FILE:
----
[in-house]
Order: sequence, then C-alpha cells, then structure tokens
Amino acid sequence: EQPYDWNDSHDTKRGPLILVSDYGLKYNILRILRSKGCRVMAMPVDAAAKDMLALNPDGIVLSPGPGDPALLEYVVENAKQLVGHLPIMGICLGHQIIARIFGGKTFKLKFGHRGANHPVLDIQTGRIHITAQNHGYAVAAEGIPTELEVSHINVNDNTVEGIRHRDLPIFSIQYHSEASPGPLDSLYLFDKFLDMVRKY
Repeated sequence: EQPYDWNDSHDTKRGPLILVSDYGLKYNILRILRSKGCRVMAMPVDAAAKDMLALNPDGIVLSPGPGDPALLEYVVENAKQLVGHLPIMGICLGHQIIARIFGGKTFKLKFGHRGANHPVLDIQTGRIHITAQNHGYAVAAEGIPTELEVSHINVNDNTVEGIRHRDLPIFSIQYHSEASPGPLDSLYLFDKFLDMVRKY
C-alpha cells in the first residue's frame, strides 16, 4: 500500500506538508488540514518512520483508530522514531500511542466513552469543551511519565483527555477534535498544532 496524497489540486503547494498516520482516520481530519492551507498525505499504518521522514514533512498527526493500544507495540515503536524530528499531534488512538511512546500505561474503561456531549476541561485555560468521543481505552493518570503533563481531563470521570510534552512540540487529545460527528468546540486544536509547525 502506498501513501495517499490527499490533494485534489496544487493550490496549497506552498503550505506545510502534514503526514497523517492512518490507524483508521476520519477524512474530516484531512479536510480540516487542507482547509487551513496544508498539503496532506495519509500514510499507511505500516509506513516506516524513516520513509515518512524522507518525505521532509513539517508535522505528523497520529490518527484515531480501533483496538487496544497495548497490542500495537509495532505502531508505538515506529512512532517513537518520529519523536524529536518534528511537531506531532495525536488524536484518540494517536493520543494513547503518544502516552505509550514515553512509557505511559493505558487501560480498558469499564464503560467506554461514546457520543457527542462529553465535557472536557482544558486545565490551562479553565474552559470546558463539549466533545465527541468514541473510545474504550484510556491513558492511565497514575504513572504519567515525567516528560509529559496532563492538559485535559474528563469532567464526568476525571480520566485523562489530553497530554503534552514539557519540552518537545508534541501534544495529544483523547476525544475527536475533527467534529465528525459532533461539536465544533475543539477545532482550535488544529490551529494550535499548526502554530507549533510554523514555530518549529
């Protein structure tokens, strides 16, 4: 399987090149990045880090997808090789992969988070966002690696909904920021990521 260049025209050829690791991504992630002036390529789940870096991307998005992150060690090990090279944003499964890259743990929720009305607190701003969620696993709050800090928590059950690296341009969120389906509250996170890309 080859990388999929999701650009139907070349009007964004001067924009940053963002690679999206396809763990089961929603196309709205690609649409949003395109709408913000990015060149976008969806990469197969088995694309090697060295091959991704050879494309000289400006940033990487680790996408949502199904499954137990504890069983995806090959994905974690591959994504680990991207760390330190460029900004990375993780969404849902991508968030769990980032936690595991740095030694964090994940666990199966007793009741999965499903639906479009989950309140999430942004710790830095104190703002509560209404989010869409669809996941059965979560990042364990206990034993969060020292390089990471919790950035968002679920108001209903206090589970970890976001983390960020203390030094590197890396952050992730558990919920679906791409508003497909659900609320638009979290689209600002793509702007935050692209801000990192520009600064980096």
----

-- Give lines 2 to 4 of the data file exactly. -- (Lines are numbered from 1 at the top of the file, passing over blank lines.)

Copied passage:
Order: sequence, then C-alpha cells, then structure tokens
Amino acid sequence: EQPYDWNDSHDTKRGPLILVSDYGLKYNILRILRSKGCRVMAMPVDAAAKDMLALNPDGIVLSPGPGDPALLEYVVENAKQLVGHLPIMGICLGHQIIARIFGGKTFKLKFGHRGANHPVLDIQTGRIHITAQNHGYAVAAEGIPTELEVSHINVNDNTVEGIRHRDLPIFSIQYHSEASPGPLDSLYLFDKFLDMVRKY
Repeated sequence: EQPYDWNDSHDTKRGPLILVSDYGLKYNILRILRSKGCRVMAMPVDAAAKDMLALNPDGIVLSPGPGDPALLEYVVENAKQLVGHLPIMGICLGHQIIARIFGGKTFKLKFGHRGANHPVLDIQTGRIHITAQNHGYAVAAEGIPTELEVSHINVNDNTVEGIRHRDLPIFSIQYHSEASPGPLDSLYLFDKFLDMVRKY